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Technology

Tech roundup: One small step for drone delivery

El Pollo Loco and Walmart are investing in the service, but it could have a long way to go. Plus, C3 hooks into Chowly's big restaurant network and Seattle puts limits on delivery companies.
Drone with package
Photograph: Shutterstock

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Thursday was a big day for drone delivery, as chicken chain El Pollo Loco and retail giant Walmart both announced new airborne initiatives.

The former said it will use drones from Tel Aviv-based Flytrex to deliver food to customers' homes in Southern California this summer, becoming the first national restaurant chain to do so. The pilot doubles as a promotional opportunity (it will initially target rewards members and is accompanied by free regular delivery for a limited time), but the chain appears to be taking a serious look at the service. 

El Pollo Loco believes drones could reduce its delivery costs by up to 30%, a representative told RB. Combine that with the fact that drone companies promise faster service than traditional vehicles and you have an intriguing proposition for restaurants that have long complained about the high price of delivery.

Walmart, which has also used Flytrex for deliveries, on Friday said it had invested in drone company DroneUp in hopes of expanding the service, according to RB sister company Winsight Grocery Business.

"Conducting drone deliveries at scale is within reach," Walmart U.S. President and CEO John Furner said in a statement, noting that the chain's vast network of stores makes drone delivery a viable last-mile option. 

That said, drone delivery is still highly limited by federal rules. Flytrex in May got special approval from the FAA to deliver directly to people's homes, for instance, but it is still seeking permission to fly drones beyond the line of sight of the pilot. 

One last data point to chew on: Drones are the fastest-growing segment in the transportation sector, with 1.7 million drones registered and more than 200,000 FAA-certified pilots as of December, according to the FAA.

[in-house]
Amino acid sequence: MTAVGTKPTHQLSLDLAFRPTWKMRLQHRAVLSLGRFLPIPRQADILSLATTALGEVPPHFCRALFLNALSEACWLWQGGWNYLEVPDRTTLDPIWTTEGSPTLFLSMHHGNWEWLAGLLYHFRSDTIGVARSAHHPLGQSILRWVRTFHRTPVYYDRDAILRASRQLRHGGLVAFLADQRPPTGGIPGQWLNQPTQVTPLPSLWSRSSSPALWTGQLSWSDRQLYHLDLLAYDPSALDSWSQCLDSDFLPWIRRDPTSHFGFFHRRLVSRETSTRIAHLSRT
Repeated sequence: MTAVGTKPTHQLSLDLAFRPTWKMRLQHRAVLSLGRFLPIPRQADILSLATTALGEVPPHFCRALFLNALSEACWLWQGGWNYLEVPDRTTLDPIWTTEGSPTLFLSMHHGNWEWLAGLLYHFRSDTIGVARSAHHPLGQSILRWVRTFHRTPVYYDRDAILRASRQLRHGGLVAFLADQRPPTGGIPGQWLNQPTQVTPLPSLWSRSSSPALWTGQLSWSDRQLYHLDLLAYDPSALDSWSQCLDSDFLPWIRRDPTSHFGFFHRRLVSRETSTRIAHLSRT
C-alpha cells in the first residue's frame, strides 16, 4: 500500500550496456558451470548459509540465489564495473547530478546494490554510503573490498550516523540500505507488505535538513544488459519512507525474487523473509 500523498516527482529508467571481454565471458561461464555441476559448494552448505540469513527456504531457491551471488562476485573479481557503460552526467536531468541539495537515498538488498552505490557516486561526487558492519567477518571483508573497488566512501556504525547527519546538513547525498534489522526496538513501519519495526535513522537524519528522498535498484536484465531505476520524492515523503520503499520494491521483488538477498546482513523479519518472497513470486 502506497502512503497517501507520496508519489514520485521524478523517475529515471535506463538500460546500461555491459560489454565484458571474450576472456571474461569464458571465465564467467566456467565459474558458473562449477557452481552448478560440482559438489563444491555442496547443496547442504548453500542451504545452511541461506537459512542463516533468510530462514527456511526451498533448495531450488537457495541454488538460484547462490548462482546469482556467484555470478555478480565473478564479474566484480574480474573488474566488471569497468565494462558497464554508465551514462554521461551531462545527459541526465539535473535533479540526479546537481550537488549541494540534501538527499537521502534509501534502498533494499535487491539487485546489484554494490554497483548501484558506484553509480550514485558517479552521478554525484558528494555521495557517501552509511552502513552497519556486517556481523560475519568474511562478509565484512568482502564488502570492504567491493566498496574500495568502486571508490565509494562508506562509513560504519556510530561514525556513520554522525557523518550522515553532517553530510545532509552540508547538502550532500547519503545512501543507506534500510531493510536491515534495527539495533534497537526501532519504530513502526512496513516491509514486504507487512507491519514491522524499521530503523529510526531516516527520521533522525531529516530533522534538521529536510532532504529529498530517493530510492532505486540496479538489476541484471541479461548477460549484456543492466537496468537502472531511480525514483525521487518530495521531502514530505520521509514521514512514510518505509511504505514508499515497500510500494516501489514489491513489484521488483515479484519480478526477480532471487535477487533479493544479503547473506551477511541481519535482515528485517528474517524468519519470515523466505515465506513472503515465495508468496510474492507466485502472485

C3 expands again, this time through Chowly. The fast-growing ghost kitchen company has partnered with the order integration provider to offer its 40 concepts as virtual brands to restaurants that use Chowly. Chowly helps restaurants streamline delivery by combining orders from multiple platforms directly into the POS. More than 10,000 restaurants use it, and they will now have easy access to C3 brands like Umami Burger and Crispy Rice that they can choose to produce out of their kitchens. 

The partnership adds to C3's goal of reaching 1,000 U.S. kitchen locations this year and 12,000 by 2023.

Chowly CEO Sterling Douglass said C3 stands out in the increasingly crowded virtual brand world: "We work with so many virtual restaurants on our platform and we’ve seen every attempt at it over the years. C3 has shown unique upside and we’re excited to share this with our large network of restaurants," he said in a statement.

Seattle is cracking down on third-party delivery companies. The City Council last week passed a new law that requires services like DoorDash and Uber Eats to get permission from a restaurant before adding it to their marketplaces. So-called nonpartner listings have become a common practice among delivery providers, but can be a nuisance for restaurants that sometimes don't even know they're listed. California has also banned the tactic, and Illinois and Nevada are considering similar measures.

Arthur Treacher's is teaming up with Franklin Junction. The once-popular fish and chips chain that was recently revived as a virtual brand has a deal to expand through Franklin Junction's network of host kitchens—existing restaurants that want to bring delivery-only concepts into their kitchens. Treacher's will open its first such location in Baltimore this month and plans to add 100 by the end of 2021.

Treacher's 2.0 is an offshoot of Nathan's Famous, which also works with Franklin Junction and has been growing aggressively via virtual brands.

Uber Eats distributed $4.5 million in microgrants. The funds went to 900 U.S. restaurants, more than 87% of which are owned by women or minorities. Each restaurant received $5,000. 

The grants are part of the delivery company's $20 million Eat Local Support Effort. You can see the full list of grant recipients on Uber Eats' website

In case you missed it ...

OpenTable gives restaurants a new tool to combat no-shows.

The Grubhub-Just Eat Takeaway deal is done.

POS provider SpotOn launches ordering through Google

Popmenu wants to upgrade restaurants' "most underutilized asset": the menu.

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